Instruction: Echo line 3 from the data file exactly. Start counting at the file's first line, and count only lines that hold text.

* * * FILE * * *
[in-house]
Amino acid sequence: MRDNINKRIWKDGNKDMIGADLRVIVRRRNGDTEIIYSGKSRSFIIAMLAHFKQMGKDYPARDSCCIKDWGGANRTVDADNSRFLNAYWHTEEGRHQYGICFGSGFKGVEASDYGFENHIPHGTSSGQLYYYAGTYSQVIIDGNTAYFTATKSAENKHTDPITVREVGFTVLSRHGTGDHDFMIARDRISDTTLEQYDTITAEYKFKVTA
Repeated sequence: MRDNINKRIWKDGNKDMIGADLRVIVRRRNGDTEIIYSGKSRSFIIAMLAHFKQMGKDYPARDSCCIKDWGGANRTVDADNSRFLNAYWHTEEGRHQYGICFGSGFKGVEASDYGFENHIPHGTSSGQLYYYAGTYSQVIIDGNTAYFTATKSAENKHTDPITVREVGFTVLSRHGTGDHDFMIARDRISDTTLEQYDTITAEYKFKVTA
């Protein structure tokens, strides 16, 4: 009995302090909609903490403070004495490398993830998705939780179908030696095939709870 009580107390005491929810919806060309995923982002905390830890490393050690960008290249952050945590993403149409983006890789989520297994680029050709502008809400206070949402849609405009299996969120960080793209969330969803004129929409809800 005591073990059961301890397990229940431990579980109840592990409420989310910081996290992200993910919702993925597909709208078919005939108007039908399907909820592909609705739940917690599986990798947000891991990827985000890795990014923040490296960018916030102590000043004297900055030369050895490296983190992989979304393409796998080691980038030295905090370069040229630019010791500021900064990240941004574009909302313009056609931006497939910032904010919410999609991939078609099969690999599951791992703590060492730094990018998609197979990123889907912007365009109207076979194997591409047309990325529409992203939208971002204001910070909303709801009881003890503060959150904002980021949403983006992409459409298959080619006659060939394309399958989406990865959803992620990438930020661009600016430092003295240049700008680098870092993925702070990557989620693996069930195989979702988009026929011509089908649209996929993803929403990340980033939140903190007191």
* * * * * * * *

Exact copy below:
Repeated sequence: MRDNINKRIWKDGNKDMIGADLRVIVRRRNGDTEIIYSGKSRSFIIAMLAHFKQMGKDYPARDSCCIKDWGGANRTVDADNSRFLNAYWHTEEGRHQYGICFGSGFKGVEASDYGFENHIPHGTSSGQLYYYAGTYSQVIIDGNTAYFTATKSAENKHTDPITVREVGFTVLSRHGTGDHDFMIARDRISDTTLEQYDTITAEYKFKVTA